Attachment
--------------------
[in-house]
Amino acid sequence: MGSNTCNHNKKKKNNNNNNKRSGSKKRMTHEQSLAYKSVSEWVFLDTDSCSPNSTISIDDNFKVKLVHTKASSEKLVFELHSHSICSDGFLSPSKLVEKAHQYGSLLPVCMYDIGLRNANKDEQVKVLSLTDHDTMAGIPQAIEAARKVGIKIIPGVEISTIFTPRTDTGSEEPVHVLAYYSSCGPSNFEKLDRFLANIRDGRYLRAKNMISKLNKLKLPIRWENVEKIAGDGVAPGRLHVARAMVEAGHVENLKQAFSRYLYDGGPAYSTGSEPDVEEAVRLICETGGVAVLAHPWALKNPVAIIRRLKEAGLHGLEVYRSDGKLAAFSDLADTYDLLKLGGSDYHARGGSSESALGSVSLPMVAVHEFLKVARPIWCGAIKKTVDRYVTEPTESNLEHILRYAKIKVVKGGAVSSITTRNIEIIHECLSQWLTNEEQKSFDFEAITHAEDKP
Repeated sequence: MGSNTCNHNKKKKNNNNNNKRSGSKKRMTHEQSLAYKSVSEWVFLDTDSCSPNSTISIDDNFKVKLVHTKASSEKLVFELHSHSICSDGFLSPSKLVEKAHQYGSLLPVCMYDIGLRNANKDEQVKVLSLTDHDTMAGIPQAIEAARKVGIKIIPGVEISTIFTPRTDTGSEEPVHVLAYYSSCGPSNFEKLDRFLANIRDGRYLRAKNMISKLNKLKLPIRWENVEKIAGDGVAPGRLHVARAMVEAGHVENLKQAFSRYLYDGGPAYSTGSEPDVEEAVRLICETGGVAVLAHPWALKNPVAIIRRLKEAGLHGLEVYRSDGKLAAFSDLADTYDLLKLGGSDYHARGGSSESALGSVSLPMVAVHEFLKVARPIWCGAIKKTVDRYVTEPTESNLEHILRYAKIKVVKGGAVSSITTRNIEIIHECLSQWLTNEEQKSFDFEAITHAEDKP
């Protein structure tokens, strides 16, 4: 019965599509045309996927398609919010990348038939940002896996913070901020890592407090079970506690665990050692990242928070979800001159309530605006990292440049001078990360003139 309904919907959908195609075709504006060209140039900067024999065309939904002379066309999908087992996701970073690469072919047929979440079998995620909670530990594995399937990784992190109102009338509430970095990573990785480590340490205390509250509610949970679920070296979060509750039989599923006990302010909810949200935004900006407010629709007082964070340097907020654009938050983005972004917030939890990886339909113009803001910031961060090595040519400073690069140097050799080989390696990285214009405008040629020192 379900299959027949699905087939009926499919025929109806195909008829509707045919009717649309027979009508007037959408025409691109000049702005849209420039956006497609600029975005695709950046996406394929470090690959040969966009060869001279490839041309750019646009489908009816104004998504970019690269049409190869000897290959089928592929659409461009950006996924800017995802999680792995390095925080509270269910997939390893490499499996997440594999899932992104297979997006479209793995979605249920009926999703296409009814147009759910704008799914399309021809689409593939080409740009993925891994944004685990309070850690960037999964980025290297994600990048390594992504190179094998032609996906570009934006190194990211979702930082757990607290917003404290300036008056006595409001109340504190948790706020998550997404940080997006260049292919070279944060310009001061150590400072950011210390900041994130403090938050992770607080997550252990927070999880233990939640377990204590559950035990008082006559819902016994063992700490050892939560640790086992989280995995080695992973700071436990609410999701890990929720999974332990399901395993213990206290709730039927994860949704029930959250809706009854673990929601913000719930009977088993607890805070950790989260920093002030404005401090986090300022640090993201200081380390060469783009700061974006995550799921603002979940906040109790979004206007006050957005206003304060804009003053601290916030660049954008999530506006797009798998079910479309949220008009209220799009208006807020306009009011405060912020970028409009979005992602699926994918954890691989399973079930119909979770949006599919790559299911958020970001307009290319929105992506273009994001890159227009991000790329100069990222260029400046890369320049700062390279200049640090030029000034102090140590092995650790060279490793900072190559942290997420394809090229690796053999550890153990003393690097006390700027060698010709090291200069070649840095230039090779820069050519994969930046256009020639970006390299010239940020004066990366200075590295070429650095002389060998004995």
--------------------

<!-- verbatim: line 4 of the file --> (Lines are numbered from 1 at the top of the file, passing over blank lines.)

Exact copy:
């Protein structure tokens, strides 16, 4: 019965599509045309996927398609919010990348038939940002896996913070901020890592407090079970506690665990050692990242928070979800001159309530605006990292440049001078990360003139 309904919907959908195609075709504006060209140039900067024999065309939904002379066309999908087992996701970073690469072919047929979440079998995620909670530990594995399937990784992190109102009338509430970095990573990785480590340490205390509250509610949970679920070296979060509750039989599923006990302010909810949200935004900006407010629709007082964070340097907020654009938050983005972004917030939890990886339909113009803001910031961060090595040519400073690069140097050799080989390696990285214009405008040629020192 379900299959027949699905087939009926499919025929109806195909008829509707045919009717649309027979009508007037959408025409691109000049702005849209420039956006497609600029975005695709950046996406394929470090690959040969966009060869001279490839041309750019646009489908009816104004998504970019690269049409190869000897290959089928592929659409461009950006996924800017995802999680792995390095925080509270269910997939390893490499499996997440594999899932992104297979997006479209793995979605249920009926999703296409009814147009759910704008799914399309021809689409593939080409740009993925891994944004685990309070850690960037999964980025290297994600990048390594992504190179094998032609996906570009934006190194990211979702930082757990607290917003404290300036008056006595409001109340504190948790706020998550997404940080997006260049292919070279944060310009001061150590400072950011210390900041994130403090938050992770607080997550252990927070999880233990939640377990204590559950035990008082006559819902016994063992700490050892939560640790086992989280995995080695992973700071436990609410999701890990929720999974332990399901395993213990206290709730039927994860949704029930959250809706009854673990929601913000719930009977088993607890805070950790989260920093002030404005401090986090300022640090993201200081380390060469783009700061974006995550799921603002979940906040109790979004206007006050957005206003304060804009003053601290916030660049954008999530506006797009798998079910479309949220008009209220799009208006807020306009009011405060912020970028409009979005992602699926994918954890691989399973079930119909979770949006599919790559299911958020970001307009290319929105992506273009994001890159227009991000790329100069990222260029400046890369320049700062390279200049640090030029000034102090140590092995650790060279490793900072190559942290997420394809090229690796053999550890153990003393690097006390700027060698010709090291200069070649840095230039090779820069050519994969930046256009020639970006390299010239940020004066990366200075590295070429650095002389060998004995």